April 18, 2010 — Check with your airline before leaving for the airport if you're planning to go to Europe.You might not be going anywhere. Click on the video to the left to hear why.
If you're eager to start your European vacations, you'll have to put your plans on hold.
A plume of volcanic ash continues to cloud European airspace, causing travel chaos all over the world.
On Saturday, flights to and from northern Europe were listed cancelled all over Canadian airports.
The erupting volcano has been sending massive ash clouds into the air for days, forcing the closure of most European airspaces. Major airport hubs such as Heathrow, Charles de Gaulle, and Frankfurt have all been closed.
The Spanish Authority is the latest to close airports due to the ash cloud. The international hub of Barcelona El Prat is one of 12 to be closed as the smoke plum moves in on southwest Europe.
All departures and arrivals between Toronto, Montreal, Ottawa, Edmonton, Vancouver and northern Europe were listed as cancelled by the airline or the airport.
World leaders are among the hundreds of thousands of passengers stranded. Even Prime Minister Stephen Harper travel plans were hindered. US President Barack Obama couldn't get in the air either.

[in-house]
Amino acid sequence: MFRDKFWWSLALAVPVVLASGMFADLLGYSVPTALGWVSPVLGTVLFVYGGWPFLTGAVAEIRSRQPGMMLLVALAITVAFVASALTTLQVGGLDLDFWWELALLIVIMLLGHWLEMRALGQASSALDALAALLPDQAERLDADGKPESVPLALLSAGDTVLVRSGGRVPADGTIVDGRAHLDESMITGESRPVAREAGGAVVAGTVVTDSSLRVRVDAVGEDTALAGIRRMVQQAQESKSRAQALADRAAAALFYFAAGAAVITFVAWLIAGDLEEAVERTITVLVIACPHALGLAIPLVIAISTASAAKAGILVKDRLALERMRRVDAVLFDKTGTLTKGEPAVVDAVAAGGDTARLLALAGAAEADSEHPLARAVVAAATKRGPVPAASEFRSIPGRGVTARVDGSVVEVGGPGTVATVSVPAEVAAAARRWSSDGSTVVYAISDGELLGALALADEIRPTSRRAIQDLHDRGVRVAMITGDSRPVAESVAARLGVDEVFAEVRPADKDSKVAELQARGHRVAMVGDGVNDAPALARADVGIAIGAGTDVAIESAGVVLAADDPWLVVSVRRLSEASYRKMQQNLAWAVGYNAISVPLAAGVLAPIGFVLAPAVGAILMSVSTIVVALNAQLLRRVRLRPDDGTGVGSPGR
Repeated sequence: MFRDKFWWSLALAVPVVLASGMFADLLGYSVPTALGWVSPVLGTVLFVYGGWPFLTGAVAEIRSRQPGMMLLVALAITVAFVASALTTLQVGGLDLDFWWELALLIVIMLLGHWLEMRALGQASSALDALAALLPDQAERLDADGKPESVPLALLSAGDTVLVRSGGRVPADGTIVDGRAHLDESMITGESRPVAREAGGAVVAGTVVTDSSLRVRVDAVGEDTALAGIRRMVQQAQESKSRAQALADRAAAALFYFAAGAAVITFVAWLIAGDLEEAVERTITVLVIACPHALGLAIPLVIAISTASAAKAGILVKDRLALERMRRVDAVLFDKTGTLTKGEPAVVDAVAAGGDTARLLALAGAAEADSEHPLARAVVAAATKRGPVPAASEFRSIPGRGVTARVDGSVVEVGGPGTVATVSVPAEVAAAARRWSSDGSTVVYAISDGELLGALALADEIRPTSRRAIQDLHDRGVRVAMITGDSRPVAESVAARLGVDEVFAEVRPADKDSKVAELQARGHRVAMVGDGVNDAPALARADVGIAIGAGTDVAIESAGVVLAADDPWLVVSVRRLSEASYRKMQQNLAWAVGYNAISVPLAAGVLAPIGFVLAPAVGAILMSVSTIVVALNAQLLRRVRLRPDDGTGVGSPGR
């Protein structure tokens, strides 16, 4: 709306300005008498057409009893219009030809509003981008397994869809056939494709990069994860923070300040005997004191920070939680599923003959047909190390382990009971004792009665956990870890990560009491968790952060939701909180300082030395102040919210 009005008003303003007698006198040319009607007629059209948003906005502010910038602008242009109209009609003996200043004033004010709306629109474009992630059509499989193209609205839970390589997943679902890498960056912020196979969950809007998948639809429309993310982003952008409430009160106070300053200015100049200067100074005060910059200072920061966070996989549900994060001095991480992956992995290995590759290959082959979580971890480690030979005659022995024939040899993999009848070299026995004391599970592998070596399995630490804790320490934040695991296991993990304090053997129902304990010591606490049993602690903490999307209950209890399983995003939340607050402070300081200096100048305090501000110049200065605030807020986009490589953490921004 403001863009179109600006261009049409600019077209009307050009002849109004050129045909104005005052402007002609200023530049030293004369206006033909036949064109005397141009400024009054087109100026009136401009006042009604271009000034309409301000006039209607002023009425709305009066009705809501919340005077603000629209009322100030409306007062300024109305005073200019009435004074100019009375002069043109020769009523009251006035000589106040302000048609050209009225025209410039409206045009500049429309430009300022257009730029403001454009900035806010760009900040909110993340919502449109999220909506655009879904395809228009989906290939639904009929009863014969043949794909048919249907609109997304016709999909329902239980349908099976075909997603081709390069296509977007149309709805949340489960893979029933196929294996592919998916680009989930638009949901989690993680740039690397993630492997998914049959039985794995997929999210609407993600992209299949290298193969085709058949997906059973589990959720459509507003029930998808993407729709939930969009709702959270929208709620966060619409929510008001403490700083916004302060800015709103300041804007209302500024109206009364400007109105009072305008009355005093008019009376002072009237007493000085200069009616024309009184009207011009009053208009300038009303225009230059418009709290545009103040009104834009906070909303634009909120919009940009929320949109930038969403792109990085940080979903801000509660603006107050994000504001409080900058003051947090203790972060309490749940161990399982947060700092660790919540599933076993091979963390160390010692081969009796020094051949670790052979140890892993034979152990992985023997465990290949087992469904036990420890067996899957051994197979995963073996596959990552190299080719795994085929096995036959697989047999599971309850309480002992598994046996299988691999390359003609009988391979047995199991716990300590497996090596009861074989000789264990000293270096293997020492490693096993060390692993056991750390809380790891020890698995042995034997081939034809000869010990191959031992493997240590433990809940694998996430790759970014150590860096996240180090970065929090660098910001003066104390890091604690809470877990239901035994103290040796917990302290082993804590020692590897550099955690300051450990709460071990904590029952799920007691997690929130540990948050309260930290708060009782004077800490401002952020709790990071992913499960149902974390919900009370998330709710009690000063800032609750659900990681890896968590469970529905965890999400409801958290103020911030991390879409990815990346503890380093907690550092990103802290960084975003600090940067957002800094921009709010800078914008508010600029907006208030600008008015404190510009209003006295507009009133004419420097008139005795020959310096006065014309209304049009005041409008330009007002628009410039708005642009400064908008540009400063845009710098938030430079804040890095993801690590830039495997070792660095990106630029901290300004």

They were unable to make it to Europe for the funeral of the Polish president, who died last week when his plane crashed in heavy fog, killing everyone on board.
European airspace restrictions have cancelled flights because of the dangerous ash cloud. It can stall engines, therefore, making flight's (including Harper's) “not possible and not advisable“ on Saturday.
The scores of cancellations are expected to last throughout the rest of the weekend. This has people scratching their heads wondering if they'll ever get to their destination.
Scott Armstrong is with the Greater Toronto Airports Authority. He says Pearson International Airport is definitely feeling the effects. 'My understanding is that the airlines are making their decisions about cancelling purely on the safety factor.'
Although most travellers are eager to hit the skies, Armstrong says there are a few things you should do before running to the airport. 'Keep in touch with your airline. They're doing all they can to accommodate people and they've made allowances as far as rescheduling goes.'
For more details on the volcano's eruption, grounded planes across Europe and how the ash affects the air craft, click on the Related Links above.
You can also tune into The Weather Network on TV for updates on these stories.